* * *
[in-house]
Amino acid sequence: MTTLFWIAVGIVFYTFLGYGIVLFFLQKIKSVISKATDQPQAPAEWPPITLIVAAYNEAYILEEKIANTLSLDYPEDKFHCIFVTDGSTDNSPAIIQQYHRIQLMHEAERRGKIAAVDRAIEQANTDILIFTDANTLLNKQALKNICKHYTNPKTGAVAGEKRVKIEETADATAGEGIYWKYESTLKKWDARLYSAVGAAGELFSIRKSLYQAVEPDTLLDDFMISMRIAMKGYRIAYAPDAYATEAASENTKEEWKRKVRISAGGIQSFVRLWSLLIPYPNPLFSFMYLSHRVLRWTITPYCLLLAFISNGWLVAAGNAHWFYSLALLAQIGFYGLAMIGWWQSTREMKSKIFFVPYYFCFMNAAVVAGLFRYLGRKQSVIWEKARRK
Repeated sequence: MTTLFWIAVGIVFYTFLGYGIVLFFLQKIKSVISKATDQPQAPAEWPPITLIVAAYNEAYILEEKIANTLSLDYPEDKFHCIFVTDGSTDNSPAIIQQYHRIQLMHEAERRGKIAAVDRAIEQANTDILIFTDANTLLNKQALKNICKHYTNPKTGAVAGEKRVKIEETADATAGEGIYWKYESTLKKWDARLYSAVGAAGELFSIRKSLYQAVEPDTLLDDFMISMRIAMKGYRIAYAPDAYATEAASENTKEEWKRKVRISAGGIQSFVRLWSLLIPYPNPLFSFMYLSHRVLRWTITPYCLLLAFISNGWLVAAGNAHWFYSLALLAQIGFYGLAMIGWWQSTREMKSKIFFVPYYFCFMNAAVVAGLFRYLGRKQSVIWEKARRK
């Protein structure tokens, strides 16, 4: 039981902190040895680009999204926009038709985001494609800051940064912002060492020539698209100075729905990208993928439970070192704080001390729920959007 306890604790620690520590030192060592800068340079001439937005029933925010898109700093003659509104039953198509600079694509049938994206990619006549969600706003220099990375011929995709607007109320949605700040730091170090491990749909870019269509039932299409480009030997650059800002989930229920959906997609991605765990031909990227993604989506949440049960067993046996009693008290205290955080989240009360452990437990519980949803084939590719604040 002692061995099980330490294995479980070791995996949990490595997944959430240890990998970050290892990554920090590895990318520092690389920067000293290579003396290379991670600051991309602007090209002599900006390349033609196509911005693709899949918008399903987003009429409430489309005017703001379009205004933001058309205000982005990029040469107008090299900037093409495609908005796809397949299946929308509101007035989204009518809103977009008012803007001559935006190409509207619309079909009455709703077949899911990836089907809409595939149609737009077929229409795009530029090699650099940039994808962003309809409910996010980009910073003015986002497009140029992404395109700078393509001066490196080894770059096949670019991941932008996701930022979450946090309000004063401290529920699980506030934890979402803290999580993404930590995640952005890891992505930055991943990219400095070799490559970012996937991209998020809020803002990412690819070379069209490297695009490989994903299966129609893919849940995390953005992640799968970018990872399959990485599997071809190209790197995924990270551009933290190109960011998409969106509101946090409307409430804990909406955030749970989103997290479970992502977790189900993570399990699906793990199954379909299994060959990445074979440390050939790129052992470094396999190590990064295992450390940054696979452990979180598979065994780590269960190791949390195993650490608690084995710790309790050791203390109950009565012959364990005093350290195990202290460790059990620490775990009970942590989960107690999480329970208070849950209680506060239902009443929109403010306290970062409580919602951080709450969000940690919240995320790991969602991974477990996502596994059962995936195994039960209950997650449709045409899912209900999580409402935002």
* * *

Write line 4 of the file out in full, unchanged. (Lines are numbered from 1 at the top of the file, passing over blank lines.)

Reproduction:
């Protein structure tokens, strides 16, 4: 039981902190040895680009999204926009038709985001494609800051940064912002060492020539698209100075729905990208993928439970070192704080001390729920959007 306890604790620690520590030192060592800068340079001439937005029933925010898109700093003659509104039953198509600079694509049938994206990619006549969600706003220099990375011929995709607007109320949605700040730091170090491990749909870019269509039932299409480009030997650059800002989930229920959906997609991605765990031909990227993604989506949440049960067993046996009693008290205290955080989240009360452990437990519980949803084939590719604040 002692061995099980330490294995479980070791995996949990490595997944959430240890990998970050290892990554920090590895990318520092690389920067000293290579003396290379991670600051991309602007090209002599900006390349033609196509911005693709899949918008399903987003009429409430489309005017703001379009205004933001058309205000982005990029040469107008090299900037093409495609908005796809397949299946929308509101007035989204009518809103977009008012803007001559935006190409509207619309079909009455709703077949899911990836089907809409595939149609737009077929229409795009530029090699650099940039994808962003309809409910996010980009910073003015986002497009140029992404395109700078393509001066490196080894770059096949670019991941932008996701930022979450946090309000004063401290529920699980506030934890979402803290999580993404930590995640952005890891992505930055991943990219400095070799490559970012996937991209998020809020803002990412690819070379069209490297695009490989994903299966129609893919849940995390953005992640799968970018990872399959990485599997071809190209790197995924990270551009933290190109960011998409969106509101946090409307409430804990909406955030749970989103997290479970992502977790189900993570399990699906793990199954379909299994060959990445074979440390050939790129052992470094396999190590990064295992450390940054696979452990979180598979065994780590269960190791949390195993650490608690084995710790309790050791203390109950009565012959364990005093350290195990202290460790059990620490775990009970942590989960107690999480329970208070849950209680506060239902009443929109403010306290970062409580919602951080709450969000940690919240995320790991969602991974477990996502596994059962995936195994039960209950997650449709045409899912209900999580409402935002």